The history of office design, and our Covid-19 working from home experiences, prove successful digital workplaces, rely on designing for psychosocial diversity and inclusion.
Open Office Workplaces
In 1939, probably the most famous open office workplace is born, when SC Johnson’s Frank Lloyd Wright-designed Administration Building is completed.
“Decades ahead of his time, Wright employed innovative modular furniture and an open office plan to make the workspace more productive.”
By 1965, Robert Propst launched his Action Office furniture range.
“Before our designs you either had a private office or you didn’t. And if you didn’t you were crammed into rows upon rows of desks in a big open room. We could have kept designing desks for those spaces but this was something else entirely. We wanted to liberate the common office worker from the tyranny of the open office. The vision was egalitarian.”
By providing privacy, limiting noise, and a huge range of shapes and configurations, for individuals to customise their workspace to their specific needs and preferences. From whom and what was in their line of sight, and even providing 55 years ago, choices between adjustable sitting and standing desks. Management loved it, and bought the customised furniture for their offices, and but wouldn’t invest in individualised workspaces for their employees. Hence the cubicle was born, much to Propst’s despair.
“Not all organizations are intelligent and progressive. Lots are run by crass people. They make little, bitty cubicles and stuff people in them. Barren, rathole places.” Designer Robert Propst, Herman Miller furniture manufacturers, considered “the father of the cubicle.
“We don’t have a lot of time on this Earth,” says the cubicle-dwelling protagonist of the great cult film “Office Space” (1999). “We weren’t meant to spend it this way.”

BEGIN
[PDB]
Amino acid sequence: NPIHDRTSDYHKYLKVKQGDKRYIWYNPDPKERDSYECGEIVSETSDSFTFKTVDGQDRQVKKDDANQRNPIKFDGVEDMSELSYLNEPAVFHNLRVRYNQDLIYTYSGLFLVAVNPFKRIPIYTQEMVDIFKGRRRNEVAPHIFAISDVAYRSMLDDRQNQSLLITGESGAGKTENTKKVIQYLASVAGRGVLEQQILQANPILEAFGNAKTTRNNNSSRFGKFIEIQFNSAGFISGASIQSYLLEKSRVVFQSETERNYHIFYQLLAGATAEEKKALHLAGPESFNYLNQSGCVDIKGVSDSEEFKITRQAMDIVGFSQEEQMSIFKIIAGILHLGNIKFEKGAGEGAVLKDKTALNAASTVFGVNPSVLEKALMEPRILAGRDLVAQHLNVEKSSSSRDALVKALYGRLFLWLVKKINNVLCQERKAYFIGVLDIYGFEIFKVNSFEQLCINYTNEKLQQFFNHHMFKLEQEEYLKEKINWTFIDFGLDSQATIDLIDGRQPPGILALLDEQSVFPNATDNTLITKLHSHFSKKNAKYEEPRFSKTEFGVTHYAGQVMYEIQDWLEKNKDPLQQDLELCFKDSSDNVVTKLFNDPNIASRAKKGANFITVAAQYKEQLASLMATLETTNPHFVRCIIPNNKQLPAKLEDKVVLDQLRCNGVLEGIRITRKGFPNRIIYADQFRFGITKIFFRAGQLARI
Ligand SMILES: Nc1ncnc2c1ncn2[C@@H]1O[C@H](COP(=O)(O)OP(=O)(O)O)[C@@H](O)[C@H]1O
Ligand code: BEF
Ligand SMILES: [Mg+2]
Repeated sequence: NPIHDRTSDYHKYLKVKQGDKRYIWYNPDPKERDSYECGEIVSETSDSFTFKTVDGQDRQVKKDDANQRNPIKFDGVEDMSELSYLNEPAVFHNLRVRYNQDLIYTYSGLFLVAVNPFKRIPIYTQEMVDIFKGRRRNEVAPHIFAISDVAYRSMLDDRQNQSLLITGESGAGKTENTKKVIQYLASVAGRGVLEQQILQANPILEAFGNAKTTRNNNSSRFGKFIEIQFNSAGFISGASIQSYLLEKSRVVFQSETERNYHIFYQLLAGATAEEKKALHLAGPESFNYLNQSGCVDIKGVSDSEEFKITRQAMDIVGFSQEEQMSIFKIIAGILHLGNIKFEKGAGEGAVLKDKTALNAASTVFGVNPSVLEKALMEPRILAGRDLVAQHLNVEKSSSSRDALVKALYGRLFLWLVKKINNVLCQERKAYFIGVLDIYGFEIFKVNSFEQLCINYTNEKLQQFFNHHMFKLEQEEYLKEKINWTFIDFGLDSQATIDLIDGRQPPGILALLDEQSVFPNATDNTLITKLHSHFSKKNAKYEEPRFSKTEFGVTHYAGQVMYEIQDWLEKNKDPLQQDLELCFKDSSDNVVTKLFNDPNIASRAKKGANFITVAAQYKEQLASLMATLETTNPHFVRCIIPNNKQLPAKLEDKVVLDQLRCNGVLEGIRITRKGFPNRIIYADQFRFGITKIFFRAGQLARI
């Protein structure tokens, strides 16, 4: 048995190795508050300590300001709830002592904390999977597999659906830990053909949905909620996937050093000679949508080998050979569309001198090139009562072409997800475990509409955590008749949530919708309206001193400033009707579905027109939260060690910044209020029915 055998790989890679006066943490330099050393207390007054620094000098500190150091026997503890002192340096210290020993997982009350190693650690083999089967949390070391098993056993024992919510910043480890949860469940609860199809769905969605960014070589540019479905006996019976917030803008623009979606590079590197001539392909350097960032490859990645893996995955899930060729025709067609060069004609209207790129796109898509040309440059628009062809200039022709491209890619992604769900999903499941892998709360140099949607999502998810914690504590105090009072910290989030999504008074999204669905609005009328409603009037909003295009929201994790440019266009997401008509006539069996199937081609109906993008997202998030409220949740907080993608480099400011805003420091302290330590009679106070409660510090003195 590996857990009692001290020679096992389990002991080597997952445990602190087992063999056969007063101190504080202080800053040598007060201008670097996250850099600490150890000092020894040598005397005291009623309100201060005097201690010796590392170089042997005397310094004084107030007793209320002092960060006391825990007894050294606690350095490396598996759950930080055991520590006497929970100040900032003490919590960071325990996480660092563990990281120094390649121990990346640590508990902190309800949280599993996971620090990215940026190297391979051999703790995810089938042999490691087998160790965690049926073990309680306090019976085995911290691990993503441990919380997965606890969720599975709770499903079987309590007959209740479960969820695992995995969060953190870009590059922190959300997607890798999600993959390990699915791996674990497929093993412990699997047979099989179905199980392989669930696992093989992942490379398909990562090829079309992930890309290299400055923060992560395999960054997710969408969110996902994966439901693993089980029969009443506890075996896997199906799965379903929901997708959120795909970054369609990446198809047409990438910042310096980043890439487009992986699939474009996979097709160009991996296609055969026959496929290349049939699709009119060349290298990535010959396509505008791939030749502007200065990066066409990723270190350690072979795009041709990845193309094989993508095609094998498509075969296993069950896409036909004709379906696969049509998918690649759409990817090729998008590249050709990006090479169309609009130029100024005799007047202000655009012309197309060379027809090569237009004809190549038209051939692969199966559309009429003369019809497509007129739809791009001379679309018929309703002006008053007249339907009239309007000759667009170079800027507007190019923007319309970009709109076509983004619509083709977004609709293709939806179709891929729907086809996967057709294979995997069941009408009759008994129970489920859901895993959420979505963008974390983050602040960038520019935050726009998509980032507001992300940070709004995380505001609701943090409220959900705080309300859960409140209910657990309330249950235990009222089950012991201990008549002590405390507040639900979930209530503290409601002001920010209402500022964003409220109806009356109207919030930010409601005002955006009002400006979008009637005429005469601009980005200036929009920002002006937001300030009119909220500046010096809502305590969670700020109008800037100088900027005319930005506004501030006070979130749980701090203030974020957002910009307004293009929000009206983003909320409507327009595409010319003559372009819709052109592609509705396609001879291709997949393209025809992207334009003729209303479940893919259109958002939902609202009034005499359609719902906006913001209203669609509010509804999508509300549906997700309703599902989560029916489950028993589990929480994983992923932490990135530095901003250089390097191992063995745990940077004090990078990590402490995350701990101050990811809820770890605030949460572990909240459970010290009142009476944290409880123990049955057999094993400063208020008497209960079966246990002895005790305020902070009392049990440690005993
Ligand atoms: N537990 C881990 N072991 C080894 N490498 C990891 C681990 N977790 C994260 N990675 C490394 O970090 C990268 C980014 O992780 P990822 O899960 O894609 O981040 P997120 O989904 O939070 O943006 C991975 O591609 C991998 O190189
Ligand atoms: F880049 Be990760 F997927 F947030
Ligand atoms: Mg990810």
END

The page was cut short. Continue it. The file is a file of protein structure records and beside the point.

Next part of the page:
In the 1980’s hot-desking begins. It’s back to the open office layout, except far, far worse, usually without as much personal space, or an assigned space to personalise. Also, without any privacy, limiting of noise, and any sense of personal safety, creating bullying and micromanagement issues. Managers embraced the reduced real estate costs, associated with more efficient space and occupancy management, whilst falsely selling the concept as benefitting human’s ability to work better together.
“A 2018 Harvard Business School study found that open-plan offices actually lead to a 70% decrease in face-to-face communication (Bernstein & Turban, 2018). Constant noise can make you tired and feel a sense of sensory overload, making you less productive. Many people find that quiet or absolute silence is essential to their productivity.
People who work in an open-plan office had a deterioration in their perceived health and performance, and more absences due to illness. Everyone has their individual level of “people exposure” – how long you can be around people before you need time alone. Add to mix a coworker who is gaslighting you and sabotaging your career.” Dr Stephanie Sarkis
Activity-based Work Layouts
Later rebranded as ‘Activity Based Work’ layouts, offices started to resemble hotels, with a sprinkling of quiet cubicles, telephone boxes to make phone calls, random lounges, and a variety of meeting rooms, that are solidly booked out / rarely available. Meant to promote workers proactively moving between different workspaces, that suited their needs for the work at hand, research has shown that very few workers do switch their locations. Besides lack of availability, there’s also the time and productivity costs, of doing so.